<88 cm ≥88 cm 135 Systolic blood pressure (mm Hg)

deleterious atheroinflammatory responses. This “Janus face” of HDL, which makes it a potential friend or foe, may account for some of the discrepancies between epidemiological observations and results of pharmacological interventions. However, it should be stressed that, until data from further studies are available on pharmacologically induced HDL elevation and associated CVD risk, a low HDL-cholesterol level should continue to be considered a convenient, reliable, and powerful blood marker of a dysmetabolic state and an elevated CVD risk.






125 2

120 115 110










BMI tertiles (kg/m2)

Figure 6  Systolic blood pressure in male subjects, classified on the basis of their body mass index (BMI, index of total adiposity) and waist circumference (marker of abdominal adiposity). 1, 2, 3: Significantly different from the corresponding subgroups. Adapted from ref. 47.

that the decline in angiotensinogen was, to a large extent, explained by the decrease in waist circumference. Together, these ­studies provide evidence that expanded visceral adipose tissue could make a direct contribution to variation in blood pressure, leading to hypertension. These results may explain why the renin–­angiotensin system has also been related to insulin resistance.45 Integrating Visceral Adiposity Into the Inflammation–Cvd Paradigm: Clinical Implications

In the mid-twentieth century, Jean Vague, a French physician, made an important clinical observation that went largely unnoticed at the time. He noticed that body fat distribution, rather than excess body weight per se, was one of the key components associated with the presence of diabetes mellitus and CVD.50 Even at that time, he had put forward the concept that android obesity (upper body obesity) was associated with the risk of developing metabolic dysfunction conditions such as diabetes, CVD, and gout. Of course, obesity per se does increase the risk of developing insulin resistance and glucose intolerance, but in the majority of overweight/obese patients the risk of developing type 2 diabetes is clearly more closely related to the amount of visceral adipose tissue. Although many studies had shown the added value of measuring waist circumference as a simple but useful approach to estimating abdominal-fat accumulation, some investigators remained skeptical about the feasibility of implementing a reliable measurement of waist circumference in clinical practice. To address this issue, an international study was conducted, involving 6,400 primary care physicians in 63 countries (the IDEA (International Day for the Evaluation of Abdominal Obesity) study).51 In the course of the IDEA study, physicians were asked to measure their patients’ weight and height and to report their clinical status. Furthermore, they received a video presentation describing the proper method of measuring waist circumference. In this simple but large-scale international study, which evaluated 168,000 patients on five continents, it was clearly found that, independent of BMI, 413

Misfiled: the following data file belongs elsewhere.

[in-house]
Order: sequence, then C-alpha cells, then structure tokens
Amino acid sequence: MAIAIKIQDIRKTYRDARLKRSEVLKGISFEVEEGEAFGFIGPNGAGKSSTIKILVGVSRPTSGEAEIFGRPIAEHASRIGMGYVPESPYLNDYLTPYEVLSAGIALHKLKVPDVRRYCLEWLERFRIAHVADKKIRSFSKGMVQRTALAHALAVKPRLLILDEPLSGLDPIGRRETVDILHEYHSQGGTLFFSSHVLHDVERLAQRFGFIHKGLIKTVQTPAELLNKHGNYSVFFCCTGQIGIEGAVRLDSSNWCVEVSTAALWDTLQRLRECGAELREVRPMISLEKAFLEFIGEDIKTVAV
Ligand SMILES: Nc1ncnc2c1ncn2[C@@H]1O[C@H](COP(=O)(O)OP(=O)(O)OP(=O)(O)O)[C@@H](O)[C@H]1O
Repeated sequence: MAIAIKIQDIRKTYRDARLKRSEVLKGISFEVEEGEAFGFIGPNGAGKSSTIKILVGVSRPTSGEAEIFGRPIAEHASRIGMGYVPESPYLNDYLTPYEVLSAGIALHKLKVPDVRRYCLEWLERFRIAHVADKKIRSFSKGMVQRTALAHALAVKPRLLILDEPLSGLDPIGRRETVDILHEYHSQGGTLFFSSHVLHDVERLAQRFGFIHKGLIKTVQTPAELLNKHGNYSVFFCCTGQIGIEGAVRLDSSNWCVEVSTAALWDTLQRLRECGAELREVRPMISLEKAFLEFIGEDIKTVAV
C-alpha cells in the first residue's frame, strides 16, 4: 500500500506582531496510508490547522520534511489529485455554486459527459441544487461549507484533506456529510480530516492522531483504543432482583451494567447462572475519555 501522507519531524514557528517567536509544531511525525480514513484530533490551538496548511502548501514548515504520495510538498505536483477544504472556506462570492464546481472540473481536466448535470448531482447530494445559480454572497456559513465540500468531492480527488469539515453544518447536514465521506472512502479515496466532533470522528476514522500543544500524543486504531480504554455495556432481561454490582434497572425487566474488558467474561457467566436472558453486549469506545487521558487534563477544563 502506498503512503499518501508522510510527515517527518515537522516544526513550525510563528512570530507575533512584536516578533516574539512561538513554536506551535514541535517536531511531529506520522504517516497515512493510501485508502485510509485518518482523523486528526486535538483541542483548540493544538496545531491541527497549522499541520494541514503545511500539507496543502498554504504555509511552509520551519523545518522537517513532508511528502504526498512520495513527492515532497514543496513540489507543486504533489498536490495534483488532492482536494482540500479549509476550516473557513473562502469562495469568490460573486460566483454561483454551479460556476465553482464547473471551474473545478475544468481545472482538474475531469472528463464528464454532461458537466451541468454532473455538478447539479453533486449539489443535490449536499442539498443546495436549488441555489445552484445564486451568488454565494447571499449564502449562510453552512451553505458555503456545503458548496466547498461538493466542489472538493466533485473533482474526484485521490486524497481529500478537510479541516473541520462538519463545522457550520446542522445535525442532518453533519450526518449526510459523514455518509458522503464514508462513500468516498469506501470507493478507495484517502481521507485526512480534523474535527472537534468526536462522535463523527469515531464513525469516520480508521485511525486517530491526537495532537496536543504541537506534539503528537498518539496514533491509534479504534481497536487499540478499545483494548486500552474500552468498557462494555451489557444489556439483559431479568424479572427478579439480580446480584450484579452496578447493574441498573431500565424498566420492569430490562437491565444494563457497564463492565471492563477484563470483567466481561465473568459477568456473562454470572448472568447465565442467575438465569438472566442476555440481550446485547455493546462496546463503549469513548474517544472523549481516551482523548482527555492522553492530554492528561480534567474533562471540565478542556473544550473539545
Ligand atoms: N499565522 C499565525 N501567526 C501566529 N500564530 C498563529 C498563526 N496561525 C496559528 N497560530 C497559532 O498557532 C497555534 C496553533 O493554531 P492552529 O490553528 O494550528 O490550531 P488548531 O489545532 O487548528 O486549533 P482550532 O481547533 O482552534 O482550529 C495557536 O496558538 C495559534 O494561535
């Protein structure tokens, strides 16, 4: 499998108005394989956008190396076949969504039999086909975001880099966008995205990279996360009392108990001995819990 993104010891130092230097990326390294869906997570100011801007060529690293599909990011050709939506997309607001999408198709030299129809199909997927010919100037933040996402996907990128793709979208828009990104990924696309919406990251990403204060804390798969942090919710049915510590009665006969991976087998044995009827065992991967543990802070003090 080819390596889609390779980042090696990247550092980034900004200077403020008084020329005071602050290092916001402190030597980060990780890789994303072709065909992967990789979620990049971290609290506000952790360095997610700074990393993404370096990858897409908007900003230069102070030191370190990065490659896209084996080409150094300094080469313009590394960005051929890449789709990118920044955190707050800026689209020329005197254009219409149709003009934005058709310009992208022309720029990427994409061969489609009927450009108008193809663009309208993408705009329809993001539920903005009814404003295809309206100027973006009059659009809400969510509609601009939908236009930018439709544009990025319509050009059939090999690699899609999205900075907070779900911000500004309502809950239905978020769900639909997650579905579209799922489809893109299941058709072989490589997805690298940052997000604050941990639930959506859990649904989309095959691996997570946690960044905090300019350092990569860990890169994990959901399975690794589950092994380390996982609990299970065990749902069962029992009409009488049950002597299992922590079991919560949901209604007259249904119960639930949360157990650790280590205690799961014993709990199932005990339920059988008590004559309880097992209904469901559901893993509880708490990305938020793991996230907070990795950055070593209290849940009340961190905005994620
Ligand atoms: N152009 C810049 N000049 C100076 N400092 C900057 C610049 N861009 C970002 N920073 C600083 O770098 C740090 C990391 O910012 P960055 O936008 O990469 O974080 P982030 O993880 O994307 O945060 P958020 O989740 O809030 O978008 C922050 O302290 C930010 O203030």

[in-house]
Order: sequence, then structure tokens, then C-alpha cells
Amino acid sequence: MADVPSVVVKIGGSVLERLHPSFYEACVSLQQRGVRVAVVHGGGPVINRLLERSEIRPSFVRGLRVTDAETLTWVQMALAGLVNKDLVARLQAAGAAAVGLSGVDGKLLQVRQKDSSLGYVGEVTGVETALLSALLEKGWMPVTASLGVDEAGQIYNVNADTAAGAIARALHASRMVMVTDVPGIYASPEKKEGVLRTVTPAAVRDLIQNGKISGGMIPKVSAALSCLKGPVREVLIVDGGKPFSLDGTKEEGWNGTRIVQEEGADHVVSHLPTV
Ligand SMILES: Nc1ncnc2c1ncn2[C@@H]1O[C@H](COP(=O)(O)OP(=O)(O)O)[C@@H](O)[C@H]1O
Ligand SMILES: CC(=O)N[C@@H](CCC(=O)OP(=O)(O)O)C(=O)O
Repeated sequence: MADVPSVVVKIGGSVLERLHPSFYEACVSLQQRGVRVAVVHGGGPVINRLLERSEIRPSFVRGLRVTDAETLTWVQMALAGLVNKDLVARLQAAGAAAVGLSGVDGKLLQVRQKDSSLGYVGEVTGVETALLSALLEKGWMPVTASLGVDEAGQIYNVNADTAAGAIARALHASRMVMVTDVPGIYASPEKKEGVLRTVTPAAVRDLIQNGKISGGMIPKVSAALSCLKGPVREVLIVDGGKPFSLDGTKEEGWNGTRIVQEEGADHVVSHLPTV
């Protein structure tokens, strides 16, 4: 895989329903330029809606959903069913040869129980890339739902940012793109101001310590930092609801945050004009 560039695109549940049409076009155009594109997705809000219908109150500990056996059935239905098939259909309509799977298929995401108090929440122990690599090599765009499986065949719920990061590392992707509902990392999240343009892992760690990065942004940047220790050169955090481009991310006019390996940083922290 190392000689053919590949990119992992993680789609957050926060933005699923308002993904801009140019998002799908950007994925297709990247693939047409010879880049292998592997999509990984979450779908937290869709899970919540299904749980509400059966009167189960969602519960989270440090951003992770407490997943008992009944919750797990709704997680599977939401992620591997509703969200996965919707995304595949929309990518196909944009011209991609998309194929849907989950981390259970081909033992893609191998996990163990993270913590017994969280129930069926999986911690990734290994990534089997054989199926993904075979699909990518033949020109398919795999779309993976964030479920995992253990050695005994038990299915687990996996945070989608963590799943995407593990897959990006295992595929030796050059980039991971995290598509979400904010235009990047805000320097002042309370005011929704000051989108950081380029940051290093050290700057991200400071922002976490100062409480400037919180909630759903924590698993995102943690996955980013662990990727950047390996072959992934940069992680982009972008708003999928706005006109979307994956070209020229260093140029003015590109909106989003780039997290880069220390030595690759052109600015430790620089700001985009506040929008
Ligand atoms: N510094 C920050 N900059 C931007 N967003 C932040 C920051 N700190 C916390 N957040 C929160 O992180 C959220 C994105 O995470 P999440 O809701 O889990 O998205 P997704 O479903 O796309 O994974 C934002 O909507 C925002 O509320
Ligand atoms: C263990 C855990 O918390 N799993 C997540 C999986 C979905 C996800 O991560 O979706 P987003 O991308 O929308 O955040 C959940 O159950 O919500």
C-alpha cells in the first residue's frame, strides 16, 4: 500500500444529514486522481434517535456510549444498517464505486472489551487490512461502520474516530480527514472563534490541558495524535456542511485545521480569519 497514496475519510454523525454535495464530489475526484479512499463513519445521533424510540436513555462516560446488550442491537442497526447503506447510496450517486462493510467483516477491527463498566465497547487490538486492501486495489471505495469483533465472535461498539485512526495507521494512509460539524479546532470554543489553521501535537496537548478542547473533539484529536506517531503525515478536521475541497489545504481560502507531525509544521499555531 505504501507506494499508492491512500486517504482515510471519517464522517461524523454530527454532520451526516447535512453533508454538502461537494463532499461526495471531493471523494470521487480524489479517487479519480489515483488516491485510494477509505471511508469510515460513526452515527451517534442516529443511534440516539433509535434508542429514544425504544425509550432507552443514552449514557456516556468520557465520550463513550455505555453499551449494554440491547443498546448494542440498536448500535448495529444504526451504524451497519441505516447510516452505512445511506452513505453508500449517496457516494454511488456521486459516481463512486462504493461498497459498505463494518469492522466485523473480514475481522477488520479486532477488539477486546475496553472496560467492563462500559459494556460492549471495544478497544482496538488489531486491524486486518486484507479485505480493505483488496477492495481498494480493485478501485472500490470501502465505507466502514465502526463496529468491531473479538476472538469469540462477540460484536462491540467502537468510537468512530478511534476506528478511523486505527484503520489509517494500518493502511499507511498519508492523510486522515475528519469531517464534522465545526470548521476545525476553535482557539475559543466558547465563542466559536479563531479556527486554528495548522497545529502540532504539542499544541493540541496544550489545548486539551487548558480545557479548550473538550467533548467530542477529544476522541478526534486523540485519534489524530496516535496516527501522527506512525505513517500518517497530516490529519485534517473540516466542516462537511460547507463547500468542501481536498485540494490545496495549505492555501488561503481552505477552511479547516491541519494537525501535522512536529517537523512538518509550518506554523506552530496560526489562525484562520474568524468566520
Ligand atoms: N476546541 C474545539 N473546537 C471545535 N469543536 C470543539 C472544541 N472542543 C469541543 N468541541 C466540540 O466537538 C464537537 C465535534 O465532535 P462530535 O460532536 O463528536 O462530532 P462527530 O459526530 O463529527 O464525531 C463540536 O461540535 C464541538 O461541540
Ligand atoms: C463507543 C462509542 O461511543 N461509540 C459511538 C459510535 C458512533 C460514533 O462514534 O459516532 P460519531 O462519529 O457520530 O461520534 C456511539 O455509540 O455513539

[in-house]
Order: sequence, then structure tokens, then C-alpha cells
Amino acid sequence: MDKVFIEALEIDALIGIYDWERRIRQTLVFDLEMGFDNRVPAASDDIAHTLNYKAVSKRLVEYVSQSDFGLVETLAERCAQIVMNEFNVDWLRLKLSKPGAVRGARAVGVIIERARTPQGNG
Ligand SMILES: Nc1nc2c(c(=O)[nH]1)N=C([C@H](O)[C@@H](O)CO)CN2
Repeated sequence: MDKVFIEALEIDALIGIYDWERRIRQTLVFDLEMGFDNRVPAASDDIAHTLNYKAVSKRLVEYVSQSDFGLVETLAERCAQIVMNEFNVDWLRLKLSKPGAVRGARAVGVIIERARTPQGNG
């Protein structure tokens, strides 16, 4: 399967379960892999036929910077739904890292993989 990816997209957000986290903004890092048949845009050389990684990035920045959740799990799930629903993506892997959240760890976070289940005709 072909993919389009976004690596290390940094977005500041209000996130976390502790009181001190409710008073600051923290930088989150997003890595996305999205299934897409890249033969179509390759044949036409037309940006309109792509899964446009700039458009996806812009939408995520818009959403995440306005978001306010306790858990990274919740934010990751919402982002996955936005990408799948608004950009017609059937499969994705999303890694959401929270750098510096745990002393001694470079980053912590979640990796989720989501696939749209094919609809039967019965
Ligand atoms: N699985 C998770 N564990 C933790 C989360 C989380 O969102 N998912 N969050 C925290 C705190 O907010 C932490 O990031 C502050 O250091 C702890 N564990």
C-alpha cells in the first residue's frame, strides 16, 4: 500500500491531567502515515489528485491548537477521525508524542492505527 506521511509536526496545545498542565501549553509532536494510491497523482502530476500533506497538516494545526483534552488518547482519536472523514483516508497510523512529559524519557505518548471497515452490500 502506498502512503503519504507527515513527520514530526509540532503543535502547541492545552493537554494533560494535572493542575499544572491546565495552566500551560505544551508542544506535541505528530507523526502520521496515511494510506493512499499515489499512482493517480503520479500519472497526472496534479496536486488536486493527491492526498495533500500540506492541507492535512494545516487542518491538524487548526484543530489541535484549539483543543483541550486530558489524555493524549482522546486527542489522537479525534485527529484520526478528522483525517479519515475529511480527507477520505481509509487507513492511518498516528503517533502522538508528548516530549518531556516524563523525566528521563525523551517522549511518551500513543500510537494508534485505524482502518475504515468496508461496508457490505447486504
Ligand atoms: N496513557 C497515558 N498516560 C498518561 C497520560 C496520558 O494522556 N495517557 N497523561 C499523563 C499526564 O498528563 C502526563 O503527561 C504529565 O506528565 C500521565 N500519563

Frequency with diabetes (%)

waist circumference, which is a crude marker of abdominal fat accumulation, was consistently associated with the prevalence of type 2 diabetes (Figure 7). In addition, at any given BMI value, patients with diabetes had a higher waist circumference, showing once again the clear discriminating value of the waist measurement. Studies that have used imaging techniques such as computed tomography or magnetic resonance have revealed that this association between risk of diabetes and enlarged waist circumference is attributable mainly to visceral adipose tissue accumulation, which has been shown to be a major risk factor for the development of type 2 diabetes.52 In this regard, an elevated CRP concentration as a marker of inflammation has been shown to be predictive of an increased risk of diabetes.53 However, the question remains: is inflammation per se related to the risk of diabetes, or is it rather a specific form of inflammation, related to visceral obesity/ectopic fat deposition, that predicts diabetes risk? Several studies have underscored the fact that FFAs, TNF-α, and IL-6 prevent the phosphorylation of insulin receptors and thereby hamper the insulin cascade signaling pathway.54 In skeletal muscle,

FFAs and acyl‑coA derivatives such as ceramide prevent the ­phosphorylation of Akt and thereby limit the action of insulin. Also, TNF-α contributes to insulin resistance by preventing the synthesis of several key molecules such as glucose transporter type 4 (GLUT-4), PPARγ, and ­adiponectin, to name a few. Paradoxically, insulin resistance is often associated with increased gluconeogenesis; this is promoted by the FFAs and by TNF-α, possibly through the protein kinase-c and c-jun N-terminal kinase-1, respectively. In animals, the administration of adiponectin lowers glycemia and plasma levels of FFAs, and it enhances glucose utilization by skeletal muscle and the liver.55 In the liver, adiponectin decreases glucose production, whereas it increases the oxidation of FFAs, the translocation of GLUT-4, and the expression of sterol-regulatory-element binding protein 1C, a critical transcription factor that controls the genes involved in lipid synthesis. Although insulin is elevated in abdominal obesity, at least during the initial phase, it is widely accepted that type 2 diabetes is related to a dual mechanism of insulin resistance and a relative deficit in insulin secretion. Consequently, in the presence of insulin resistance, decreased pancreatic β-cell function is also a crucial feature of type 2 diabetes. Chronically elevated levels of TNF-α and FFAs are known to lower insulin secretion by pancreatic β-cells.56 Among the proposed mechanisms, the accumulation of FFAs and the long-chain fatty acyl-CoA allow the opening of potassium channels and the expression of uncoupling protein 2, which limits the availability of ATP for β-cells, two factors known to decrease insulin production. The increase in the levels of FFAs also contributes to apoptosis of β-cells through a decreased expression of antiapoptotic factor Bcl-2; this, in turn, translates into a loss of insulin-producing cells. Hence, it is likely that inflammation and dysfunctional visceral adipose tissue are jointly involved in promoting insulin resistance/diabetes through several mechanisms involving inflammation and a hyperlipolytic state.